The bank, during its annual Investor Day conference on Tuesday, outlined its long-term goals, which include an operating return on tangible common equity (ROTCE) of 15% to 16%, which is a slight reduction from the goal of 16% laid out a year ago.
But with the bank continuing to build capital, as required under the international Basel III agreement, with even more stringent requirements from U.S. regulators, the real news from Tuesday's presentation is that there really wasn't anything new.
"The ship is steady, and that should help the multiple," wrote Oppenheimer analyst Chris Kotowski in a client note on Tuesday following JPMorgan's presentation. The multiple is indeed quite low. JPMorgan's stock closed at $57.03 Tuesday and trades for 9.0 times the consensus 2015 earnings estimate of $6.35 a share, among analysts polled by Thomson Reuters. The consensus 2014 EPS estimate is $5.94 a share, compared to $4.35 in 2013, when the company entered into $17.5 billion in residential mortgage-backed securities settlements with government authorities and private investors, and a record $5.20 a share in 2012, despite more than $6 billion in pretax losses from the "London Whale" hedge trading debacle.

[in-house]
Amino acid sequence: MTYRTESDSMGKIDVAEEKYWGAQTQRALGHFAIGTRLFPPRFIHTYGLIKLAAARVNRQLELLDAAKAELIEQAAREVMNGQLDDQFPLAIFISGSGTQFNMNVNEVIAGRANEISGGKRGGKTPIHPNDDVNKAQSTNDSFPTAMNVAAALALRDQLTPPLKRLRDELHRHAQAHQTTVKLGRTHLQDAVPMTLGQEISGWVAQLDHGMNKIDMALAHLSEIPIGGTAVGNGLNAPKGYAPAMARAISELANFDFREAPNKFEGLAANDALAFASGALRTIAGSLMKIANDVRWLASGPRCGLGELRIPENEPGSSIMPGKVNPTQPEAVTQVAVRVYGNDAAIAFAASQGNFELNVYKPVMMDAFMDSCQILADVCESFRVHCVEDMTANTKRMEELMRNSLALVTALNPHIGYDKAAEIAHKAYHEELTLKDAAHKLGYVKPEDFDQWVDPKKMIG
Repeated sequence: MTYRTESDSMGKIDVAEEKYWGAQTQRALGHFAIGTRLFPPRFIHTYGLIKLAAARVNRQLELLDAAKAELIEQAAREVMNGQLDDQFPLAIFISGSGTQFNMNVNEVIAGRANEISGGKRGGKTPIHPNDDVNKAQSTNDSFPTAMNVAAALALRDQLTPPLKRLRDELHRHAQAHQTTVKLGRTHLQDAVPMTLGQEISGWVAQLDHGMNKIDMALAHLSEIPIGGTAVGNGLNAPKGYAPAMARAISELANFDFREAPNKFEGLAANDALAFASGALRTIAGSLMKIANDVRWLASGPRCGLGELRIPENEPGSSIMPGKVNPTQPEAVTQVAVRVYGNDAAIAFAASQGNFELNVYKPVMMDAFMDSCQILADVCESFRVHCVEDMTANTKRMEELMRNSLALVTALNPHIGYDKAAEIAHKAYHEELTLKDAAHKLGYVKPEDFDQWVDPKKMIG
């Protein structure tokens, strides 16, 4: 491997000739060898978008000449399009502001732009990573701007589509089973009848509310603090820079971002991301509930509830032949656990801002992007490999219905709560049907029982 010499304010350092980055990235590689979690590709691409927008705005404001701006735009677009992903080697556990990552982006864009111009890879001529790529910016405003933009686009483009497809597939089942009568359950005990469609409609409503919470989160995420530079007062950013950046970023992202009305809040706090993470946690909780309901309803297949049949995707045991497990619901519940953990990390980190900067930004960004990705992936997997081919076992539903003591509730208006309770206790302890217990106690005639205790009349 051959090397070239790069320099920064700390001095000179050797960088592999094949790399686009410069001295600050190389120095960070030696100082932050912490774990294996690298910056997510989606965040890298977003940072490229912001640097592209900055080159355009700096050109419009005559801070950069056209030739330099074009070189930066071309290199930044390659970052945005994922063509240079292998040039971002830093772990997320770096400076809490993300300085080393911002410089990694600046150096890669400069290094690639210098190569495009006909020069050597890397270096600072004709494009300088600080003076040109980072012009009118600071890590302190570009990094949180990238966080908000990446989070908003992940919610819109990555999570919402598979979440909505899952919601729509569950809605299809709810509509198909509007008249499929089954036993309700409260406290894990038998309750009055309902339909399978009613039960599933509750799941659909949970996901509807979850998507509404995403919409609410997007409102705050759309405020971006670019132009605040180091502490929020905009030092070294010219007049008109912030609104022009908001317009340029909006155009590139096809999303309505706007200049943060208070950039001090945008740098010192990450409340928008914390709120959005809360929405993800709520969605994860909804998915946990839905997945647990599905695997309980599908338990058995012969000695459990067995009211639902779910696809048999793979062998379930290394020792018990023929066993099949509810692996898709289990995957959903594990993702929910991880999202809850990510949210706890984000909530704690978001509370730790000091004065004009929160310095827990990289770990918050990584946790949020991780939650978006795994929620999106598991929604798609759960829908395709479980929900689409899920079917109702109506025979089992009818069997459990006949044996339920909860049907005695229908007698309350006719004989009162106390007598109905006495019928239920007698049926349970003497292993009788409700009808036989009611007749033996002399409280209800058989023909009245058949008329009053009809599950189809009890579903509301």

So the analysts are expecting JPMorgan to return to setting profit records this year, with the company finally turning its focus on improving its operations, rather than putting out regulatory fires. "[We do confess that it would be nice to see a 2014 result in which the reported numbers are the same as the "Ex Items") number," Kotowski wrote. He rates JPMorgan "outperform," with a $72 price target, implying 26% upside over the next 12 months.